About one thing there can be no debate: once and for all, digital media have unambiguously declared that content is and should be free. Free to consume, not necessarily produce.
Don’t think so? For those of you reading this, send me ten bucks. If you’ve “shared” it, send me five and have each of your “share” recipients send me five.
When might I expect to receive your money?
The answer reminds one of the famous New Yorker cartoon. A man is shown cradling a telephone and responding to a caller’s request for an appointment with him. “No,” the man says, “Thursday is not good. How about never? Is never good for you?”
Cementing the assertion above about free-to-consumer content, is the recent Circuit Court’s decision certifying the legality of Google’s book scanning project.
The Court’s decision – sure to be appealed – indicates that scanning is protected by Fair Use. And Google’s position is that rather than hurting sales or infringing on author rights, the scanning project may, instead, stimulate interest in the scanned books.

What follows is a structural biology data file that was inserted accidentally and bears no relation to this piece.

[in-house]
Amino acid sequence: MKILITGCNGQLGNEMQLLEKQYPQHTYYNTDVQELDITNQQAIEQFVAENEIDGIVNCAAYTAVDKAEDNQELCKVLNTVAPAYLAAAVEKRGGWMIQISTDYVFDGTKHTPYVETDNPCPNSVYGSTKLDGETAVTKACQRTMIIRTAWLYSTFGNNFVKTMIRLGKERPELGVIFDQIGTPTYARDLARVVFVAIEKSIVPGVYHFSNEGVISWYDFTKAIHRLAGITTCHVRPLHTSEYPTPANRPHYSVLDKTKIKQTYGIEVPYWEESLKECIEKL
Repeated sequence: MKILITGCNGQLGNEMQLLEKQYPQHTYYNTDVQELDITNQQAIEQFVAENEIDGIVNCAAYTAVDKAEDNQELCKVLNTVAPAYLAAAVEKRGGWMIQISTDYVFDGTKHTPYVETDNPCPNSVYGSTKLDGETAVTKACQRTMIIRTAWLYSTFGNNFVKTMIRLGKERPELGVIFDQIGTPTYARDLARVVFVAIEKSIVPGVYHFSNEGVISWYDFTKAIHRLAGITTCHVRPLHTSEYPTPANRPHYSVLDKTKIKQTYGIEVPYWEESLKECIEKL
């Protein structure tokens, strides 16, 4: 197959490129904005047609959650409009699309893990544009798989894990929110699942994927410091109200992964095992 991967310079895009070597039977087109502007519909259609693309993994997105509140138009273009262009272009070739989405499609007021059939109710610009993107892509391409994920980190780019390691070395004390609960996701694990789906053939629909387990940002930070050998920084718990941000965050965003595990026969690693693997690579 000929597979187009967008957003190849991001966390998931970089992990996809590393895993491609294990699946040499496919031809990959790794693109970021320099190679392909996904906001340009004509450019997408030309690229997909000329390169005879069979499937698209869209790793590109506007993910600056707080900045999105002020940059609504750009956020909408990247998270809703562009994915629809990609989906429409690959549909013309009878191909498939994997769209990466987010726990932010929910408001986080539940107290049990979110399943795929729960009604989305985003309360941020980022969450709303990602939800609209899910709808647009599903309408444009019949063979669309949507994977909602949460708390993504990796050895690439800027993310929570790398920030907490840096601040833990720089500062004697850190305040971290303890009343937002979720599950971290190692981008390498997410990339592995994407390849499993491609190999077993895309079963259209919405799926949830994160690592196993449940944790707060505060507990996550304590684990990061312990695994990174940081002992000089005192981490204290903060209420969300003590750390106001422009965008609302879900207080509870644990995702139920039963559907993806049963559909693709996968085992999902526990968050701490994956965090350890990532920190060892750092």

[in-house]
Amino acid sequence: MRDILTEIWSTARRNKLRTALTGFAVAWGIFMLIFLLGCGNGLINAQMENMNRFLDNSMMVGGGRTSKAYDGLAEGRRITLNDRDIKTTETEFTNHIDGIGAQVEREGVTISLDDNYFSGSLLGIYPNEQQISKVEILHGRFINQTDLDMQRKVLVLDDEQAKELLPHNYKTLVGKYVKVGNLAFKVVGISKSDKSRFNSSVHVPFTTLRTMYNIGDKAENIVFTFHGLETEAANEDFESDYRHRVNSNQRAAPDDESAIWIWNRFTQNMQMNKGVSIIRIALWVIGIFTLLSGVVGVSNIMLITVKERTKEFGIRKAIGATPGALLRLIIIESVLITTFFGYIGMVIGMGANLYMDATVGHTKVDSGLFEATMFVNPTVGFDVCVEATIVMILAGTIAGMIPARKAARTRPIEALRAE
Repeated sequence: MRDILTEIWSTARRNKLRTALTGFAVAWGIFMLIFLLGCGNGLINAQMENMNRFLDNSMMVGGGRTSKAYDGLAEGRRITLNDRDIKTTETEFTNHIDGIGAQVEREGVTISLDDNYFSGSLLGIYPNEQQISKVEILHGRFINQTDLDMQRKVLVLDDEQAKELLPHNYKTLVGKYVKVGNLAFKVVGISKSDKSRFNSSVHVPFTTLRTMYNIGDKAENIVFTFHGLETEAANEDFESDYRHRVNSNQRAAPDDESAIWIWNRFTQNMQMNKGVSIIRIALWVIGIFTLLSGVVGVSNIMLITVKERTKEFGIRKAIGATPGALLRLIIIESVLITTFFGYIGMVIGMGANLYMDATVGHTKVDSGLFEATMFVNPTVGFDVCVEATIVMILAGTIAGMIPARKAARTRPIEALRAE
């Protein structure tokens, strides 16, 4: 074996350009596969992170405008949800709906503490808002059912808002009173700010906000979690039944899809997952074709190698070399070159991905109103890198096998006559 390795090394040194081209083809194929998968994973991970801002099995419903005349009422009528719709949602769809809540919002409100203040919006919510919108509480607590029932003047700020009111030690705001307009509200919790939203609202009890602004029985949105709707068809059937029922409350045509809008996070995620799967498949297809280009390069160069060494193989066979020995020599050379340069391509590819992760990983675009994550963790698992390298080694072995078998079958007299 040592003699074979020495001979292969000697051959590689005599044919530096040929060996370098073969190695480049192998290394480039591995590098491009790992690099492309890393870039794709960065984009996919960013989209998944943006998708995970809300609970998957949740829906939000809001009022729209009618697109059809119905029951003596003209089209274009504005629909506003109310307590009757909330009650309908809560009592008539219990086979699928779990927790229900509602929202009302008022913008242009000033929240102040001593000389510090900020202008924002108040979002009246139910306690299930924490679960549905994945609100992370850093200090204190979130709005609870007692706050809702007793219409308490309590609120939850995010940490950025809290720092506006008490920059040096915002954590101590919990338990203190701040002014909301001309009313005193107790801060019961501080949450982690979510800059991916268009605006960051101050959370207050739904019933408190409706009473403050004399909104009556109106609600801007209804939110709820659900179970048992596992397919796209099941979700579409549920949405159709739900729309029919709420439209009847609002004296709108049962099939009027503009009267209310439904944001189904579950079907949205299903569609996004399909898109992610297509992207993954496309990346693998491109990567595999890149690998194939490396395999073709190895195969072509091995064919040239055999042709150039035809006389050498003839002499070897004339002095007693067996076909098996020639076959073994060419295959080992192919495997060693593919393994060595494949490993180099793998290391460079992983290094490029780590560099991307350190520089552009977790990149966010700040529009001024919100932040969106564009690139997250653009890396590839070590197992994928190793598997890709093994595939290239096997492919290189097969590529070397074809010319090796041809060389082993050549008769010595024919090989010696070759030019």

This is the face of twenty-first century altruism and philanthropy.
The court isn’t denying the ownership of invention of ideas. Authors, composers and the rest retain that, as certified and protected by copyright.
Instead, the court is defining the boundaries permissible for authors, composers and the like to exploit their proprietary interests.
And, on the other side, the point at which readers, listeners and the like can consume without compensating the “product’s” inventor.
Worriers argue the court’s decision will have a chilling effect. Why, they suggest, would anyone go to the trouble to create when everyone else can help themselves to the creator’s “product” without cost?
True? At least some assert the “itch” to create is what motivates the behavior (the creation). Money or other forms of compensation are incidental.
True? If so, then why have some states enacted “resale laws” governing the secondary market for art? Such laws “protect” artists who are compensated for profits earned by the original (first) purchasers of the art.
My purchase today of a canvas painted by an unknown artist can result in the artist profiting should I re-sell the painting at some later time at a price above the initial purchase cost.
Now who needs aspirin?
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